Kuicaaq qus'igtuq. - The waterfall is high.
Kodiak’s rugged topography and its wet weather combine to create many small waterfalls. Heavy rains saturate the ground, providing runoff for streams that spill down mountainsides and plummet over cliffs. Some waterfalls are seasonal, fed by spring rains and melting snow, while others drain steep slopes year-round. The Alutiiq word for waterfall, kuicaaq, comes from the word for creek, kuik.
Waterfalls are a prominent feature in Alutiiq legends and are often associated with the supernatural. In some stories, waterfalls act as passageways into distant and dangerous lands. In one tale, a woman in search of her lost lover paddles over a waterfall that traps her in a world filled with cannibals. When she succeeds in killing the cannibals, the waterfall disappears and she is able to paddle home.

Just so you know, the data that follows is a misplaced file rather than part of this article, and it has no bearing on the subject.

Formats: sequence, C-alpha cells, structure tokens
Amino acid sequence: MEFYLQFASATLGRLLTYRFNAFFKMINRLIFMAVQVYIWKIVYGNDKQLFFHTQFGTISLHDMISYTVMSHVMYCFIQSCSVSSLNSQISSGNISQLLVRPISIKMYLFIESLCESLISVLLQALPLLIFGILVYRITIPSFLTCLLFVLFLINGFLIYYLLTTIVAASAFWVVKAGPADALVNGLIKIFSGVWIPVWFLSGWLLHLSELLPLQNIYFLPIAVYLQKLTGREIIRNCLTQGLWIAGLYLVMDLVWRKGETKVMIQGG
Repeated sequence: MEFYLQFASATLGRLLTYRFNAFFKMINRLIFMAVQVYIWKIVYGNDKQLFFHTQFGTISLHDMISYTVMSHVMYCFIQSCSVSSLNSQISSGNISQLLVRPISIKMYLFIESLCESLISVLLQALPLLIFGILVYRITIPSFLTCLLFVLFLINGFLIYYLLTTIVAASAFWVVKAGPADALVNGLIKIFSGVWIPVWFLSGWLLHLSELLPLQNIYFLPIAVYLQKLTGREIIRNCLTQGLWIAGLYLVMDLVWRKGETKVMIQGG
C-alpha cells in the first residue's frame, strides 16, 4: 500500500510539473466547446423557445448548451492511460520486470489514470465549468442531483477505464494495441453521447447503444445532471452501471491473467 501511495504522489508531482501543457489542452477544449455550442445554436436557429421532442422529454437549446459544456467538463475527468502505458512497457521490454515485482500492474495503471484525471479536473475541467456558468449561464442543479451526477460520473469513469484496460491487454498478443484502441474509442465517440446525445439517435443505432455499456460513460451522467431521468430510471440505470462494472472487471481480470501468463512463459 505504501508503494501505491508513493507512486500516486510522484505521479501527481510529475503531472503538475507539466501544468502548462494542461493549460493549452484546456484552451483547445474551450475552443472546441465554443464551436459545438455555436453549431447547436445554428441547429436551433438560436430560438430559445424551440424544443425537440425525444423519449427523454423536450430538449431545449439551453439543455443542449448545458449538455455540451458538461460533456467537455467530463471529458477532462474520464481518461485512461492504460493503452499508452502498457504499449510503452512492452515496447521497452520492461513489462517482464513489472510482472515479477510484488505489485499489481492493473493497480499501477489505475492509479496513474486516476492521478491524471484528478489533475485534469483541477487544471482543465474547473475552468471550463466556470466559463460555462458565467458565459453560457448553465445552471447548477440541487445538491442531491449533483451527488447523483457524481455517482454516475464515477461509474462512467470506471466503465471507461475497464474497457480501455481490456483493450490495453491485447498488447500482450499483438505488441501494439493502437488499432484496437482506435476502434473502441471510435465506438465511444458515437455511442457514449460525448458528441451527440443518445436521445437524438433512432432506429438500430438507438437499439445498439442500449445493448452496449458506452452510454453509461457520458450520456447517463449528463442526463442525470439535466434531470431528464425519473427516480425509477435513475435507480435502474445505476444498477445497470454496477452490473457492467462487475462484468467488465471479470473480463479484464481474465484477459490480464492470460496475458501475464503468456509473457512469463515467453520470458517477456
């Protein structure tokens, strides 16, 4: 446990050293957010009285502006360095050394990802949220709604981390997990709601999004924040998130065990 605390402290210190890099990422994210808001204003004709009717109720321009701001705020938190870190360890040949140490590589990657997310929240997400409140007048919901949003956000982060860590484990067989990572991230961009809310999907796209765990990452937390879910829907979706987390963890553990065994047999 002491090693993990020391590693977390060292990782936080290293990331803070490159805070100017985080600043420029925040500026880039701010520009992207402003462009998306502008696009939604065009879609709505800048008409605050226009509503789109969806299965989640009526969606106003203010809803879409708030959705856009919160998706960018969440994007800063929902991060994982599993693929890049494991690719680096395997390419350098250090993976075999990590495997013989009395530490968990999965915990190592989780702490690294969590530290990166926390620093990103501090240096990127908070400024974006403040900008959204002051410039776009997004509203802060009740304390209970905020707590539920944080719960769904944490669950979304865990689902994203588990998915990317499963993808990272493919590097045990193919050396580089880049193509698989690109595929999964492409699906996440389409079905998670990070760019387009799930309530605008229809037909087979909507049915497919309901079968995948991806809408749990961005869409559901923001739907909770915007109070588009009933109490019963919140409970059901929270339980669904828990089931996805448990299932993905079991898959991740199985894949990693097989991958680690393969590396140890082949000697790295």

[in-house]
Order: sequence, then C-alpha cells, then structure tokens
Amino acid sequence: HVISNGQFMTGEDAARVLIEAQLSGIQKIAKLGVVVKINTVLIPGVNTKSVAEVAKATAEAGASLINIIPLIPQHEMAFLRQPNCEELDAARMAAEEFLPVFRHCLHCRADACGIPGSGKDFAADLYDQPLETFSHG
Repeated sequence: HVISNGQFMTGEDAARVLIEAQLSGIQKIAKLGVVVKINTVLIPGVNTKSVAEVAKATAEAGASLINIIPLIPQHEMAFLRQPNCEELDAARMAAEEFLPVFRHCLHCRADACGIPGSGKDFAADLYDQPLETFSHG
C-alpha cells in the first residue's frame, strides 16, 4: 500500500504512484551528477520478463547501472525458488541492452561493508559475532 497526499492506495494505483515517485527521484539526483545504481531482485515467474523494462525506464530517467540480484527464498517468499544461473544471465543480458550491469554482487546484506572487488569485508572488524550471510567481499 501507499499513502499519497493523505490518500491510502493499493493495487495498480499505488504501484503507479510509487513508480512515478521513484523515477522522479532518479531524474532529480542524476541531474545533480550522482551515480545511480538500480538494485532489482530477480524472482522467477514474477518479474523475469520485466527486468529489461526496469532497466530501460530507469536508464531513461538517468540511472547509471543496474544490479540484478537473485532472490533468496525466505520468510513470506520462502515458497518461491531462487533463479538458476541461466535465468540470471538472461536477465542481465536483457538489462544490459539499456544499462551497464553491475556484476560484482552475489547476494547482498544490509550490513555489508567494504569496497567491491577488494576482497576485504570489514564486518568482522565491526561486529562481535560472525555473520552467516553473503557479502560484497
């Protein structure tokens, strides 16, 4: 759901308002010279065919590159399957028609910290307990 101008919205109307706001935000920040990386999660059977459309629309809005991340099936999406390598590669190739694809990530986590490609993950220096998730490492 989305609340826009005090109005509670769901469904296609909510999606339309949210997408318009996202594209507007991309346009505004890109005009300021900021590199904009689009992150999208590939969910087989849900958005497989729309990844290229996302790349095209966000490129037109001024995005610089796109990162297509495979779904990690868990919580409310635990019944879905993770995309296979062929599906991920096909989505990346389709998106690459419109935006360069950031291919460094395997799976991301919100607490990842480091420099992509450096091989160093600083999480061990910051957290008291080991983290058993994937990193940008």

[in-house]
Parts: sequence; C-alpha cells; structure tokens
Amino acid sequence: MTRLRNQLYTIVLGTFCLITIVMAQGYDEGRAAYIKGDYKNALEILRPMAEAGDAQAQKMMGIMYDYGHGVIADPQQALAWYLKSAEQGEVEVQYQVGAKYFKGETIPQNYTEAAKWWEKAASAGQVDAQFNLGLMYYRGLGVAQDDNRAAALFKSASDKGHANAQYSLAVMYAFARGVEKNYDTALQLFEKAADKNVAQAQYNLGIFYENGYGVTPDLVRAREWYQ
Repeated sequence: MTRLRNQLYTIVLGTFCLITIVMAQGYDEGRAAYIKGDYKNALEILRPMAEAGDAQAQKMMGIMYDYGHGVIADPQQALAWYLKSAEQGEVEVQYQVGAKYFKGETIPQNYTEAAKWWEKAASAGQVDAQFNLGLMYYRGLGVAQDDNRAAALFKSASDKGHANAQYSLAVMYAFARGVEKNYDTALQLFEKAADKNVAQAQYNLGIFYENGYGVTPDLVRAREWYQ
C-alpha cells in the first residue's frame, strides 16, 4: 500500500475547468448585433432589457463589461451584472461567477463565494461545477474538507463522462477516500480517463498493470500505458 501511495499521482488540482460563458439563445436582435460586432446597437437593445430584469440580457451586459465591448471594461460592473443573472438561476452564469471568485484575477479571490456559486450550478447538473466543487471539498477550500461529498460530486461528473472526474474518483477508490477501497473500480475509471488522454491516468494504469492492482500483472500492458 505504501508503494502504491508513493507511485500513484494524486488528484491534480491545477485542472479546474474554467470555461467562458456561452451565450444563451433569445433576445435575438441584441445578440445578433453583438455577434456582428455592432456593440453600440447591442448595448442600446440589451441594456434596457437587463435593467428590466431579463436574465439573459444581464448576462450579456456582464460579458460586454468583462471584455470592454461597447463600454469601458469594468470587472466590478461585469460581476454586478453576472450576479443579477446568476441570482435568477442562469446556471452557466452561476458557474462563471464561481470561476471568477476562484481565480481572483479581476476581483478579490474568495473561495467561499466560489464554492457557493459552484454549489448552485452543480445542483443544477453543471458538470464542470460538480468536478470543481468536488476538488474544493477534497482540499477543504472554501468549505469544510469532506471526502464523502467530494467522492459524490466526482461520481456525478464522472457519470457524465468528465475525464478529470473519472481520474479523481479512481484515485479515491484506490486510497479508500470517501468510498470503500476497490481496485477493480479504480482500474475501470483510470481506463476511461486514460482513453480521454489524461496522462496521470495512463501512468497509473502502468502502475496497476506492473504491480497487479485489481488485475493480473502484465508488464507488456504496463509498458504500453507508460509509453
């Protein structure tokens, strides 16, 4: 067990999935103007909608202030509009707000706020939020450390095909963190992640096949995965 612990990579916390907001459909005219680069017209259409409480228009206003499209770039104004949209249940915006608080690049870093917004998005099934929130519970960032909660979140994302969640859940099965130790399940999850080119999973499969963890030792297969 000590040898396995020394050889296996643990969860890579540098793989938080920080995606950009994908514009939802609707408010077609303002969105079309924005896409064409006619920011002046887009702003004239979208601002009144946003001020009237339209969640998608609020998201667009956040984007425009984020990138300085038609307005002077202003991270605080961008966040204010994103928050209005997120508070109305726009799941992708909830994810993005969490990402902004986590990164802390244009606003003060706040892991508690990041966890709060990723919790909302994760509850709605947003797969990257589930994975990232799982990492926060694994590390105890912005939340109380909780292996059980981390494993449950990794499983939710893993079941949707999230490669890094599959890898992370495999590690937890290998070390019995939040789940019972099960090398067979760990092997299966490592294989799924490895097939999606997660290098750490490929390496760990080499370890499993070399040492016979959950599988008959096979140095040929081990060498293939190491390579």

In other tales, waterfall and animal spirits are associated. In these legends, waterfalls provide freshwater for thirsty sea creatures. According to one tale, an Alutiiq boy saw a whale swim toward shore. As he watched, the whale shoved its head onto the beach and opened its mouth. A little man, the whale’s spirit, came out carrying a leather bucket in each hand. The little man went up to the waterfall and filled his buckets, and then climbed back into the whale’s mouth. Refreshed, the whale closed its mouth and swam back out to sea.
Photo: An Afognak Island waterfall.